Learning how to use social media responsibly isn't just about avoiding these kinds of mistakes:
If used correctly, social media can help you build an army of loyal advocates that will go to bat for you when a negative event arises. Reputation-building loyalty strategies should be at the center of any social media training.
In the first pieces of this series, I looked at the concept of building loyalty via social media as the "golden ticket" to a good reputation. Today, we look at the five most used social media strategies and their value in building the kind of loyalty that produces a strong reputation. Using a very basic rating scale, each strategy has a subjective loyalty value assigned from zero to three. the value is strictly a measurement towards loyalty, not a measurement of their overall effectiveness.
1. Broadcast: This is a one-way channel. You talk and people (hopefully) listen. You offer nothing to your fans but the information that you want them to have. Your posts are basically news blasts. Even though this strategy is important, it shouldn't be the extent of your content. There is little or no loyalty return here because broadcasting is not a conversation.
Value in building loyalty: 0
2. Reach: Here, your main focus is on numbers: building fans, followers, likes, and shares. Your main goal is to increase your social graph (reach). There is nothing inherently wrong with this strategy either, but if you stop here your strategy is incomplete. The loyalty value is low because you are concentrating on building influence, not advocacy.
Value in building loyalty: .5
3. Conversation-Building: This is the first of the five models with real potential for building loyalty. Tactics-wise, you are hosting, facilitating, and participating in the conversations around your personal brand. You are consistent in responding to comments and fan posts, keeping in mind when your participation will add value and further the conversation, and not just thoughtlessly replying to everything people write. Remember, it's a conversation and sometimes you are just the moderator. Here is where you start forming relationships.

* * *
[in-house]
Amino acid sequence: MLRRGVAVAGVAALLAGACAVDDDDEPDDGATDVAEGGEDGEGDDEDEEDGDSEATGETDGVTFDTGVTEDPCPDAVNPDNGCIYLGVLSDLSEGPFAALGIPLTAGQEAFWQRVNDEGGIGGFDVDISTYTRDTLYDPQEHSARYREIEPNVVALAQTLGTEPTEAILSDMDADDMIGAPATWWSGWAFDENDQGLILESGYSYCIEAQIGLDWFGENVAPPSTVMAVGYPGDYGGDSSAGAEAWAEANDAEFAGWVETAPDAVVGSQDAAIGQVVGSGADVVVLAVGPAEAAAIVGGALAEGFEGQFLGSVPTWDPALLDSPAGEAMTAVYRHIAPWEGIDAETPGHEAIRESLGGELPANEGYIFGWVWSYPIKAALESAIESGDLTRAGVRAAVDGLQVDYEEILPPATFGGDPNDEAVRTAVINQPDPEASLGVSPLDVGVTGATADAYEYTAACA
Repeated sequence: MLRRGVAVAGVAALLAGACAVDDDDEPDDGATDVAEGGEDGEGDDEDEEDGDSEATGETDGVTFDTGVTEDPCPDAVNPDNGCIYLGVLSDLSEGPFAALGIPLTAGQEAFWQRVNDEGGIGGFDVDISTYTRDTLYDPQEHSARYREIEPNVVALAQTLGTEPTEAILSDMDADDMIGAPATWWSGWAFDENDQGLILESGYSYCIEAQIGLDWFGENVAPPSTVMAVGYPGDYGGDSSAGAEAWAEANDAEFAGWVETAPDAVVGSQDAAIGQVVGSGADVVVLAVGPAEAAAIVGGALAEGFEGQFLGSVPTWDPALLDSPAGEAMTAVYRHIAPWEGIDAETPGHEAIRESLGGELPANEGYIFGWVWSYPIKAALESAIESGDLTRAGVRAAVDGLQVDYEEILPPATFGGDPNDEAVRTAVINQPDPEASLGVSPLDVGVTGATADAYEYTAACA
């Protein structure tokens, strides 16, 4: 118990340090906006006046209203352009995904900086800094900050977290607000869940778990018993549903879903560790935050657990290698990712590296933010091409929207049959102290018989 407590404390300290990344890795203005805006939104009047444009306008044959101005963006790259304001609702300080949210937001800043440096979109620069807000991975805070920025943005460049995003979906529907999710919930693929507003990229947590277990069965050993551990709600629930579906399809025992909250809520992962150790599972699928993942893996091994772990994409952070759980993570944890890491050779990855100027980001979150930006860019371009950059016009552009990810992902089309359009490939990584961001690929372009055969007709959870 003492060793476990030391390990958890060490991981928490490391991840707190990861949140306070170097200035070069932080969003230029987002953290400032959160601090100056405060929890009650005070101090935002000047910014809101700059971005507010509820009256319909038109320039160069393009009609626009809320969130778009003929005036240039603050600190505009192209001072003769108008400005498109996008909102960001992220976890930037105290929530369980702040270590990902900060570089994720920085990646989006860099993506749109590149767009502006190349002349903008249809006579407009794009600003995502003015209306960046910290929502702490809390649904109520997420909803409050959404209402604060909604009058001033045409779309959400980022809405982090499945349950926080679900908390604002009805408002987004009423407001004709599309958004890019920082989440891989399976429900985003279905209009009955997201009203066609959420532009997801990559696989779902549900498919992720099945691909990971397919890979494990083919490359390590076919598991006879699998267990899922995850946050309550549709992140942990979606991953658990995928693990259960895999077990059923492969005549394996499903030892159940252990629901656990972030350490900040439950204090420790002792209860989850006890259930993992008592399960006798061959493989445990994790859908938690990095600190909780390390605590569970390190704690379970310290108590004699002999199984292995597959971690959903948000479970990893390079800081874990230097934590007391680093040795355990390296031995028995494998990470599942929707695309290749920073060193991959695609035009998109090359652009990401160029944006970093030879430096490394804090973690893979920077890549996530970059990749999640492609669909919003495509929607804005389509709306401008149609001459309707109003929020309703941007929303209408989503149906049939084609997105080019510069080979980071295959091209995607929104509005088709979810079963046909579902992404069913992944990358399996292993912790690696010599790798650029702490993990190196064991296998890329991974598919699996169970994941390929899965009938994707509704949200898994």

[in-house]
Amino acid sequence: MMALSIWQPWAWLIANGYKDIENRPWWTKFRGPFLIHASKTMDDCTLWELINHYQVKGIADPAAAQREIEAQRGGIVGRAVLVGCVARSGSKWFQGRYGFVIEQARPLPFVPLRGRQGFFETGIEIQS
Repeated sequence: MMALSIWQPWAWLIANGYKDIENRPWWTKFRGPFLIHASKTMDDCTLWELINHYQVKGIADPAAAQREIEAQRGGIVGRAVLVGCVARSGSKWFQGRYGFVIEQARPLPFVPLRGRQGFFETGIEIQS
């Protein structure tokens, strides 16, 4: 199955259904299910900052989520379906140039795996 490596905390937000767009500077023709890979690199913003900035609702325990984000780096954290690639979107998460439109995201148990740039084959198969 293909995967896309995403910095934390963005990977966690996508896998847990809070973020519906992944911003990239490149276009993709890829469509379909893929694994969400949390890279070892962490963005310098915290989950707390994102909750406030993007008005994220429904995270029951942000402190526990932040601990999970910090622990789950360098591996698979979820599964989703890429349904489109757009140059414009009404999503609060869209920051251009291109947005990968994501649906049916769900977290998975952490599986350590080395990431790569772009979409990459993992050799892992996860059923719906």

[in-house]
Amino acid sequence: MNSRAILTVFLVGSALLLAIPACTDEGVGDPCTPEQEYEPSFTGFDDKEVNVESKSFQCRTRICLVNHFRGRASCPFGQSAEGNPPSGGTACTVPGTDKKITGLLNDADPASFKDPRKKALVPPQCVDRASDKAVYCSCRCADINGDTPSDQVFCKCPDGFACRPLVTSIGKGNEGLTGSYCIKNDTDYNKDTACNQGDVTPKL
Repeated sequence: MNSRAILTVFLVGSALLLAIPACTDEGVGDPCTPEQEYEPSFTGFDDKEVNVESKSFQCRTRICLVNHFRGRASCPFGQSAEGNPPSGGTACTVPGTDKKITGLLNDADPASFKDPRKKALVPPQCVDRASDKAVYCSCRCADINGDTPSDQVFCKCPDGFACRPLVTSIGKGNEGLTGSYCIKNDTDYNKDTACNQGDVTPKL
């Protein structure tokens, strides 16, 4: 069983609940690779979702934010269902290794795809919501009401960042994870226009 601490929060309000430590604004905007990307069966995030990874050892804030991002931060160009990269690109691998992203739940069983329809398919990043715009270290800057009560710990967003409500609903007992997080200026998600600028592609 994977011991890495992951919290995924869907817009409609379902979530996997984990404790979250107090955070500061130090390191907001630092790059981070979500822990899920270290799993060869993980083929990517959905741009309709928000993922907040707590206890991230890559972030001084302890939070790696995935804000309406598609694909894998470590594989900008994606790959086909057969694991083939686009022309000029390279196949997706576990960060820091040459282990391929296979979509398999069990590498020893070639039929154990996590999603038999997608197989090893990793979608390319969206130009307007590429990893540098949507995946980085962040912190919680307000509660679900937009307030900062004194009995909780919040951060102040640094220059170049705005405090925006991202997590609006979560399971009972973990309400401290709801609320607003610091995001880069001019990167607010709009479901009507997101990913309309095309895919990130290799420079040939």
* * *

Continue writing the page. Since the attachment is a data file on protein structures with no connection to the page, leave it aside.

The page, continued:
Value in building loyalty: +1
4. Crowdsourcing/Feedback: The next step up, building a crowdsourced community, takes more time than conversation-building. But there is also a higher reward, if done right. Asking for opinions or input is risky. You lose control over whatever process you are building. Instead, it now belongs to your community. But, this same invested community will go to bat for you when you need them. If you ask a question of your followers, expect an answer and a conversation.
Value in building loyalty: +2
5. Value-Adding: give nods and solve problems. This takes the longest time to build, but has the highest reward. It requires an active presence on social media and a core belief that you are there to give fans useful information - it's not about you. As Jay Baer says in the book Youtility, it's about giving them the marketing they want. A helpful mindset is a requirement, and listening is a must. You'll have to be present to pull this off.
Give nods: You may want to acknowledge and thank fans who give you compliments and support. Don't overdo and look cheesy or promotional. Be careful of constantly stroking yourself or promoting your achievements. People have a low tolerance for horn-tooters. If you are an athlete or coach, this is where you promote your teammates, other teams' accomplishments, and talk about what the other sports at your school are doing.
Solve problems: Your fans have questions and needs - do you have answers? When you cultivate this kind of relationship, your fans are looking to you for information that will help them, not just entertain them. You have made a conscious decision that you are on social media for the benefit of others. And they will respond with their loyalty. The key to remember here is giving information that other people need, not what you want them to have.
Value in building loyalty: +3
A special note for athletics: The Catalyst Digital Fan Engagement study showed that fans are more interested in bypassing brands and connecting directly with the athletes. It's more important now than ever to teach athletes loyalty strategies in social media training to build loyalty for their personal brands and their university's brand. Developing student-athletes that know how to use social media well can be a fast track to loyalty and a cushion against negative reputation events.
This piece is an excerpt from my book Practice Safe Social: How To Use Social Media Responsibly to Protect Reputation And Build Loyalty, available here on Amazon.